White Nose Syndrome in bats pushes further into Missouri

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COLUMBIA - Missouri is on the front lines of an infestation, with species of bats facing extinction. According to the U.S. Fish and Wildlife service, the bat population in the United States has dropped 80 percent in about a decade.

Pseudogymnoascus destructans, or White Nose Syndrome (WNS), is actually a fungus that infects and covers the membranes of a bat; that includes the tail, ears, wings, and/or nose. The fungus appears, as the name implies, as white fuzz that acts like an irritant to the bats.

Tony Elliot, bat biologist for Missouri Department of Conservation, said the fungus is waking the bats up, and that's most likely the issue.

"When we find them dead from what we think is WNS, we almost always find them with their fat reserves depleted," Elliot said. "We know that the fungus is making them wake up out of their hibernative state, and we also know it's very costly on those fat reserves to be woken up out of hibernation."   

Kristen Alvey-Mudd, executive director of Missouri Bat Census, said "Imagine it like you fell asleep on the couch watching T-V, and you keep getting woken up."

Alvey-Mudd has been exploring caves in her own back yard since she was nine years old, and now she monitors bats statewide.

"I've hit 167 caves so far since Christmas," Alvey-Mudd said. "So that's maybe, two or three a day? This is the busy season, and I'm pretty worn out, but I love it."

The Missouri Bat Census monitors 719 caves in Missouri, which is only around ten percent of the total in the "cave state". It keeps track of the biodiversity of bat species in their winter habitats and monitors the growth of WNS within those populations.

And the numbers don't look promising.

Severe visible WNS on wings, muzzle and ears of a tri-color bat in a Crawford County CavePhoto, courtesy of the Missouri Bat Census.

"In the winter of 2013, we had one case of WNS in this cave. Now about one in three bats in this cave are infected," Alvey-Mudd said. "It's now full-blown WNS."

While the killer fungus infects more and more of the North American continent, bats aren't the only thing in danger.

In a line of eco-dependency, Elliot said the bat population's appetite for bugs is the equivalent of five billion dollars worth of pesticides for the United States.

Without bats eating the bugs that like to eat our crops, farmers could have a harder time fighting growing insect numbers.

Tim Reinbott, superintendent of the Bradford Research Center, works specifically with bats when he plans where he will plant crops.

"We actually have bat houses here on the research center, and we've placed them near crop fields as well as water sources." Reinbott said. "So they can feed on insects from the crops as well as the water sources."

Reinbott said he sees the issues that the agricultural society will face if the bat population edges toward extinction.

"Corn prices will jump up, but it's more our meat prices that will be the problem if anything. Each pound of beef comes from four or five pounds of grain, and if that grain is more expensive, that beef just became that much more expensive."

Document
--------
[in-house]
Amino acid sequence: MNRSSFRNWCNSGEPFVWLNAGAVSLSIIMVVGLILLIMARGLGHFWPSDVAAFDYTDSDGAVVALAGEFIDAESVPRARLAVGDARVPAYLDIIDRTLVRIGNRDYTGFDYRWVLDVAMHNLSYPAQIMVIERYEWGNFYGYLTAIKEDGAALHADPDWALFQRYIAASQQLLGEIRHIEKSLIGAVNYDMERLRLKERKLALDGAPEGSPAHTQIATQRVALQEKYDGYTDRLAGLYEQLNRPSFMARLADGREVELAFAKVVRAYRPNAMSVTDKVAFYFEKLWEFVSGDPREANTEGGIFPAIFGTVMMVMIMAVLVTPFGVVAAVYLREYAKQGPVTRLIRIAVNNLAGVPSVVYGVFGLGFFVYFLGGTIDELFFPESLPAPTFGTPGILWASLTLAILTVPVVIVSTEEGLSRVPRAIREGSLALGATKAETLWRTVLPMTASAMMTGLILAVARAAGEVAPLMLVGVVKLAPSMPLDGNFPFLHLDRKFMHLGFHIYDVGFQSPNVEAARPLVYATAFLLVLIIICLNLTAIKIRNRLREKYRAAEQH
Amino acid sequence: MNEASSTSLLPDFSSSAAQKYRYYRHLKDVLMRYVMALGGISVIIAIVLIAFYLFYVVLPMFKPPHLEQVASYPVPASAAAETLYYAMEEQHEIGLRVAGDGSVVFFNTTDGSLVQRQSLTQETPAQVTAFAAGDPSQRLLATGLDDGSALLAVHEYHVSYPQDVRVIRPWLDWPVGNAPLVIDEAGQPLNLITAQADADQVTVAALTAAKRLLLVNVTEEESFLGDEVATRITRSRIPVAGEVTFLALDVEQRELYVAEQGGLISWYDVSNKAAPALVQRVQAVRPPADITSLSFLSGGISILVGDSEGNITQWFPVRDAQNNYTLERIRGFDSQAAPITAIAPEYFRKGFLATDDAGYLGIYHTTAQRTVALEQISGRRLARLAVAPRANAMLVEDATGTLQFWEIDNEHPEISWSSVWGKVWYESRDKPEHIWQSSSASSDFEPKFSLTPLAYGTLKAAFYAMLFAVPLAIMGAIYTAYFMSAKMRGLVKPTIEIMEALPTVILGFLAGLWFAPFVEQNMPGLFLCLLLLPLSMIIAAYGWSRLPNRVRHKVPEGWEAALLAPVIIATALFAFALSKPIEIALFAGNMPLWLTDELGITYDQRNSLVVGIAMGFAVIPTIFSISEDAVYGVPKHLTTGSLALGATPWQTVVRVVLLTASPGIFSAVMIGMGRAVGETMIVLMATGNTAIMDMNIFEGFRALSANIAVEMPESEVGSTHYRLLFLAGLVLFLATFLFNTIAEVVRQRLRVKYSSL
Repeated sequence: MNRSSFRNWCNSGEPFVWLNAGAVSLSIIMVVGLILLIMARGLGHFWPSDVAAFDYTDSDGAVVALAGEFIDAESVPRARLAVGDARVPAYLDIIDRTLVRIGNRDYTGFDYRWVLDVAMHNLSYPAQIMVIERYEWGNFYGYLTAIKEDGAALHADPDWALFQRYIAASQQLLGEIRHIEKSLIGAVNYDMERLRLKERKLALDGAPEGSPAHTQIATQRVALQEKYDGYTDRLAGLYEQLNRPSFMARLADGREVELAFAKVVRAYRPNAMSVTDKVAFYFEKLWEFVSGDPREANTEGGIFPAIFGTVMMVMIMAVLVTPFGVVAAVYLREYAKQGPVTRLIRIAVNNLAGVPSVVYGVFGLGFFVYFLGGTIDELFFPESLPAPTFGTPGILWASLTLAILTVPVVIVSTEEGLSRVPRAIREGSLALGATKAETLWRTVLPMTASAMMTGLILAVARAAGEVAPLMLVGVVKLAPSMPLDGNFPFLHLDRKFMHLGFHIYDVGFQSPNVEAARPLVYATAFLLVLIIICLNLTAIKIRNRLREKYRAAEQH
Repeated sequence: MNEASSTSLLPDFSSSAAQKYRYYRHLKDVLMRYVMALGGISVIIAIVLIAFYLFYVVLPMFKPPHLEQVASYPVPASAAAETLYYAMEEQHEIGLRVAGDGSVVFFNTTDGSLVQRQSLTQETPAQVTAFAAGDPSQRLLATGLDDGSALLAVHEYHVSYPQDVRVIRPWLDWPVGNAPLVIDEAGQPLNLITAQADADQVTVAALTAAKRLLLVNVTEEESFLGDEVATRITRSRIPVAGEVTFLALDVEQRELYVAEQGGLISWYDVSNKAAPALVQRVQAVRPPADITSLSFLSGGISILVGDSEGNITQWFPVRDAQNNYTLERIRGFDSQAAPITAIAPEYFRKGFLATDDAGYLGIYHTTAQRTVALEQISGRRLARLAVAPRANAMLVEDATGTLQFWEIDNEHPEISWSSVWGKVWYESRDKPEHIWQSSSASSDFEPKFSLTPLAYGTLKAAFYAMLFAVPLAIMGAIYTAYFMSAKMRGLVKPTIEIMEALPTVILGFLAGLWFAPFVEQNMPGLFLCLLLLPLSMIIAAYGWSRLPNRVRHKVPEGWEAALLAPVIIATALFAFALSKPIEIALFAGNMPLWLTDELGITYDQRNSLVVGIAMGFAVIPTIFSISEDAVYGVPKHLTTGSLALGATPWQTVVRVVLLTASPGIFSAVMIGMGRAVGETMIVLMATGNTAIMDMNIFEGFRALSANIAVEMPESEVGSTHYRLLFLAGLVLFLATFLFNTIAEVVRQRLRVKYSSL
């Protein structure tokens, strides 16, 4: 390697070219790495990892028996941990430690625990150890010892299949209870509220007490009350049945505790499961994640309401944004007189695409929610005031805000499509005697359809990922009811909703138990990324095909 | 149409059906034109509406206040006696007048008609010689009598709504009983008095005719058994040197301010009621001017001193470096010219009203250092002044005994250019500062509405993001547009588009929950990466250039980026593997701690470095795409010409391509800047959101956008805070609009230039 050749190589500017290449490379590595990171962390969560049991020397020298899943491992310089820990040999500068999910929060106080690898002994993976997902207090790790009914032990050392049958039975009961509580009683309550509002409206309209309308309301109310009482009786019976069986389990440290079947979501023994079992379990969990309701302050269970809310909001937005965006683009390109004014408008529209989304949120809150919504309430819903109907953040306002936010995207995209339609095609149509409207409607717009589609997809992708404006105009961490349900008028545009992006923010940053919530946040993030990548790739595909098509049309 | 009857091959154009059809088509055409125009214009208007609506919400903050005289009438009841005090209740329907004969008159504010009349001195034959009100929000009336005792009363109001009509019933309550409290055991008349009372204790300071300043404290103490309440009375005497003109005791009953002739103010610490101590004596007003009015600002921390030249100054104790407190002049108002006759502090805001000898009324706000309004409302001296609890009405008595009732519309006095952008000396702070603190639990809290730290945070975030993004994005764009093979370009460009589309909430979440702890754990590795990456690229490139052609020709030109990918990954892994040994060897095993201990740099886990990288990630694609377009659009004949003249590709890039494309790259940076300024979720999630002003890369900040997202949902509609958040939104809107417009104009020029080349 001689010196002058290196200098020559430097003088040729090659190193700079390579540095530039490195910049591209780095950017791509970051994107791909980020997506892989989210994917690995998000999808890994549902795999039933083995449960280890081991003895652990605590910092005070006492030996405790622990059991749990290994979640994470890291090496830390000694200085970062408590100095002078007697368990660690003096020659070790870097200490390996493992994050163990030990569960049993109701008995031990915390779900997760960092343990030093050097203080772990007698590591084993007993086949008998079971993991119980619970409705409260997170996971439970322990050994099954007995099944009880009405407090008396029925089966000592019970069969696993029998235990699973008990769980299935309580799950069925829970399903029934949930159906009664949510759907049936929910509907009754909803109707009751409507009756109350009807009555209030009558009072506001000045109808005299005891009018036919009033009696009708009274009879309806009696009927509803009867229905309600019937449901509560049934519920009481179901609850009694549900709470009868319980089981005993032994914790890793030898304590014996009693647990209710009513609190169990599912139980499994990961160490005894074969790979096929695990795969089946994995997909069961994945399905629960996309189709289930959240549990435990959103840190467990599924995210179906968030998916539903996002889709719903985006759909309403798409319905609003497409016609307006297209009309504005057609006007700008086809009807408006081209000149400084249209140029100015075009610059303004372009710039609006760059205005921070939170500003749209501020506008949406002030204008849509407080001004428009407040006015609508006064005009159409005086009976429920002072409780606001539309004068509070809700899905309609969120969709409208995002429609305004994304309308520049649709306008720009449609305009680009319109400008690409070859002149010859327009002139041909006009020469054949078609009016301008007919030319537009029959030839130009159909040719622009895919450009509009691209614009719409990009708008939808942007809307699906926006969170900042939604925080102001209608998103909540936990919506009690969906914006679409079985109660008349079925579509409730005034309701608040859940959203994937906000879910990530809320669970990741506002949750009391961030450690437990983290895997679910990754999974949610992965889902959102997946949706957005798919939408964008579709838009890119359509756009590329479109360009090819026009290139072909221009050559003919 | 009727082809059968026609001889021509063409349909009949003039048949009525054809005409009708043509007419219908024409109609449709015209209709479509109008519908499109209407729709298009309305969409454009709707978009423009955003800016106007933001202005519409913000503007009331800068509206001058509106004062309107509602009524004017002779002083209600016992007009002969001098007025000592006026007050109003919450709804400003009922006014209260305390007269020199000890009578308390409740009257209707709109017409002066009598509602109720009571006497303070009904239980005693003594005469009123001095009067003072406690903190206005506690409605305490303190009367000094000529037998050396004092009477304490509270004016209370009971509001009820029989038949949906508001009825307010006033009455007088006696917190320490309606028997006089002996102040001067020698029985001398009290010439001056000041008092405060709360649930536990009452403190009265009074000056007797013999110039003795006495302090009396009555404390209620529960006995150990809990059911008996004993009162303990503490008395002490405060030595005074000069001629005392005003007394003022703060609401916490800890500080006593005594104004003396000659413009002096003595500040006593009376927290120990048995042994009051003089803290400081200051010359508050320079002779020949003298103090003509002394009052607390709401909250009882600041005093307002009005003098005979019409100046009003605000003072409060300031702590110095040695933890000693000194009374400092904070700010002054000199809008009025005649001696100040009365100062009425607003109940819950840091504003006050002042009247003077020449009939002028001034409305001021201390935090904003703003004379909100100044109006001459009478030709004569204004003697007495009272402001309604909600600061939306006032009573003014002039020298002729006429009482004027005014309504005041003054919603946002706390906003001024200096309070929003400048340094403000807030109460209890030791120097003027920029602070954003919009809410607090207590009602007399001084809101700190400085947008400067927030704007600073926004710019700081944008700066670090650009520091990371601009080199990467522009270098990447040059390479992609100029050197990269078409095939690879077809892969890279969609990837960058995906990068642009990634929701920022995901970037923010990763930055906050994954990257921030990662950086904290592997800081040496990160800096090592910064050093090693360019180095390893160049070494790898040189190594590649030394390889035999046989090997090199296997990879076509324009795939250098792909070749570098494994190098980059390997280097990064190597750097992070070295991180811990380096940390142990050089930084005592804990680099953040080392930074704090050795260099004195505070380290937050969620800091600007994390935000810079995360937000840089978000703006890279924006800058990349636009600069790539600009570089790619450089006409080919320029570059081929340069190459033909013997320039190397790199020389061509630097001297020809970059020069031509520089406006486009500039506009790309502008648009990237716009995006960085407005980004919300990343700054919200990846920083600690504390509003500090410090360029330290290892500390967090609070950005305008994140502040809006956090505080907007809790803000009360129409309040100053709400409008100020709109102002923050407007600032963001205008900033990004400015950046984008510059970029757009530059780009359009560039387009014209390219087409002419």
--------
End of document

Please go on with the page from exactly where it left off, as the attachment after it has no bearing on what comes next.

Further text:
Currently, there is no way to stop the spread of the killer fungus. But that doesn't mean that people are not trying.

Research Wildlife Biologist Sybill Amelon is currently working with Chris Cornelison from Georgia State University on developing a solution to WNS. Her work has led her closer to finding a solution. This winter, Amelon was working in a University of Missouri laboratory with bats infected with WNS.

"We were very encouraged, it was a lab test, and a very small lab test, so we can't say that it will work anywhere but in a lab," she said. "But we are trying some similar field experiments to see if we can get similar results with bats in the wild."

Amelon said three species in particular are the most susceptible to WNS: the little brown bat, the northern long-eared bat, and tri-colored bat. The northern long-ear is currently proposed to be protected by the endangered species list, while the other two species are still being reviewed.

All other species of bats have a better chance at surviving the fungus, but Amelon said, even those species face substantial losses.

"When those populations drop drastically, it could take, at minimum, a century before those populations were able to recover," Amelon said. "With only one pup a year, we figure it will take several generations before they recover, if they recover. There could also be a random event that wipes them out while they are at such a low population count."

While the numbers are stacked against the bats, Alvey-Mudd said that she's hopeful that Amelon's research can help.

"I still believe that the study is the most promising going on," Alvey-Mudd said. "I do have private sites that have mass mortality, and I basically have to record the casualties and calamities that occur, when I go spend some time in the lab, that's the counter to those days. I'm really hopeful."

The map below shows counties in Missouri with suspected or confirmed bat white nose syndrom. The counties are color coordinated by year.

  • 2009-2010: Light Blue
  • 2010-2011: Green
  • 2011-2012: None
  • 2012-2013: Gold/Yellow
  • 2013-2014 Dark Blue
  • 2014-2015: Red

Click on a county for futher information.

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